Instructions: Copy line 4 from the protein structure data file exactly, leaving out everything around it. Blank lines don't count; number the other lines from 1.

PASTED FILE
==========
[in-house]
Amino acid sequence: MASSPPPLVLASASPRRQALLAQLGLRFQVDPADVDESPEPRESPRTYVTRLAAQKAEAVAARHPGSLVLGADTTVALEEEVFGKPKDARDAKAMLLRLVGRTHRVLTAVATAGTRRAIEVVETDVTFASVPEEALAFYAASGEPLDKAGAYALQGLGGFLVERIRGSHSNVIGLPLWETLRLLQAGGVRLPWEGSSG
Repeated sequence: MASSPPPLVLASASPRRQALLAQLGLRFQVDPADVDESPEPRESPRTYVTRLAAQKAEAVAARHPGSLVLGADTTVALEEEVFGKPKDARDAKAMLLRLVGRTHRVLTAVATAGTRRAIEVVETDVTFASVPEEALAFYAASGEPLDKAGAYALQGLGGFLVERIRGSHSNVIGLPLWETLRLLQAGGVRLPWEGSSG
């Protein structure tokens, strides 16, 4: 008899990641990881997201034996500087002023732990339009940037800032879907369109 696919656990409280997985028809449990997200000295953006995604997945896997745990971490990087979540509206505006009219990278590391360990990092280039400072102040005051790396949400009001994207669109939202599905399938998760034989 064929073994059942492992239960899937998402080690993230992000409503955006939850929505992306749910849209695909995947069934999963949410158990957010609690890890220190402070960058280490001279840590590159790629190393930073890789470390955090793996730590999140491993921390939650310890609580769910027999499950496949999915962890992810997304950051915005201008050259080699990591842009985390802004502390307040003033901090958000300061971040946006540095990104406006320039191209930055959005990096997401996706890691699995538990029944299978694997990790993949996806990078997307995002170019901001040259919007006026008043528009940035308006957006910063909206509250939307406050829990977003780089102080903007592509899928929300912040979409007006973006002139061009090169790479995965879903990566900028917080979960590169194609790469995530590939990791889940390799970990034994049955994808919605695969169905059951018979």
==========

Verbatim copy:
């Protein structure tokens, strides 16, 4: 008899990641990881997201034996500087002023732990339009940037800032879907369109 696919656990409280997985028809449990997200000295953006995604997945896997745990971490990087979540509206505006009219990278590391360990990092280039400072102040005051790396949400009001994207669109939202599905399938998760034989 064929073994059942492992239960899937998402080690993230992000409503955006939850929505992306749910849209695909995947069934999963949410158990957010609690890890220190402070960058280490001279840590590159790629190393930073890789470390955090793996730590999140491993921390939650310890609580769910027999499950496949999915962890992810997304950051915005201008050259080699990591842009985390802004502390307040003033901090958000300061971040946006540095990104406006320039191209930055959005990096997401996706890691699995538990029944299978694997990790993949996806990078997307995002170019901001040259919007006026008043528009940035308006957006910063909206509250939307406050829990977003780089102080903007592509899928929300912040979409007006973006002139061009090169790479995965879903990566900028917080979960590169194609790469995530590939990791889940390799970990034994049955994808919605695969169905059951018979």